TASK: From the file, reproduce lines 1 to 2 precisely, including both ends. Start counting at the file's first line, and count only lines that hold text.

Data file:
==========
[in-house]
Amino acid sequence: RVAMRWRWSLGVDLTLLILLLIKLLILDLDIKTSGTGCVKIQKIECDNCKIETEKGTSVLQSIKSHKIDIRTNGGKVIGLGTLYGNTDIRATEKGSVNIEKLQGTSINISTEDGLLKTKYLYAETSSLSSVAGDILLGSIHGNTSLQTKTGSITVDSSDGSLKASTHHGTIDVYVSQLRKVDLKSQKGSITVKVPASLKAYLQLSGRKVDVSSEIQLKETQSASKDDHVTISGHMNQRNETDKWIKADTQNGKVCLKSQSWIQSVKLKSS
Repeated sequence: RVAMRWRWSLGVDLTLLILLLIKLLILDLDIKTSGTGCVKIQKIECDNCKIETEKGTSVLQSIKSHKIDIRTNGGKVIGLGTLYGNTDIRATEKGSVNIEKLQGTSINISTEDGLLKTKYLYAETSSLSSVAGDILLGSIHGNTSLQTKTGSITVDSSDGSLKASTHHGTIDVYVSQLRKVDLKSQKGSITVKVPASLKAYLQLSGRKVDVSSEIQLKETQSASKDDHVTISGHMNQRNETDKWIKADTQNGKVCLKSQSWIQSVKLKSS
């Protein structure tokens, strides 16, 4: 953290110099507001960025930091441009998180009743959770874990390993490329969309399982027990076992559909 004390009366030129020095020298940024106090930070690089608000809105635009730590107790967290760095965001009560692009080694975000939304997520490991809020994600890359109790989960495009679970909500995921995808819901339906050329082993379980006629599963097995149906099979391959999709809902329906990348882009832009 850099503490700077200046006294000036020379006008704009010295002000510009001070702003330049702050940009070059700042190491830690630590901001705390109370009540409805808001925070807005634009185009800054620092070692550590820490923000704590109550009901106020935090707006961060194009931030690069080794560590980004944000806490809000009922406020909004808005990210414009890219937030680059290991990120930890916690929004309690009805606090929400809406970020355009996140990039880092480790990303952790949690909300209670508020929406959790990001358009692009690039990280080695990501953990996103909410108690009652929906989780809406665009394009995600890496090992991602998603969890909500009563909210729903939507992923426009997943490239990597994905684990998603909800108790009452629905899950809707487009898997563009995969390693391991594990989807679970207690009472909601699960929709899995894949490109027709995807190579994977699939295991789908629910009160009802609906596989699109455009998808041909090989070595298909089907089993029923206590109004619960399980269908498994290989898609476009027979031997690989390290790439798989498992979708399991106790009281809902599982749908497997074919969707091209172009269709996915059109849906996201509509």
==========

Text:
[in-house]
Amino acid sequence: RVAMRWRWSLGVDLTLLILLLIKLLILDLDIKTSGTGCVKIQKIECDNCKIETEKGTSVLQSIKSHKIDIRTNGGKVIGLGTLYGNTDIRATEKGSVNIEKLQGTSINISTEDGLLKTKYLYAETSSLSSVAGDILLGSIHGNTSLQTKTGSITVDSSDGSLKASTHHGTIDVYVSQLRKVDLKSQKGSITVKVPASLKAYLQLSGRKVDVSSEIQLKETQSASKDDHVTISGHMNQRNETDKWIKADTQNGKVCLKSQSWIQSVKLKSS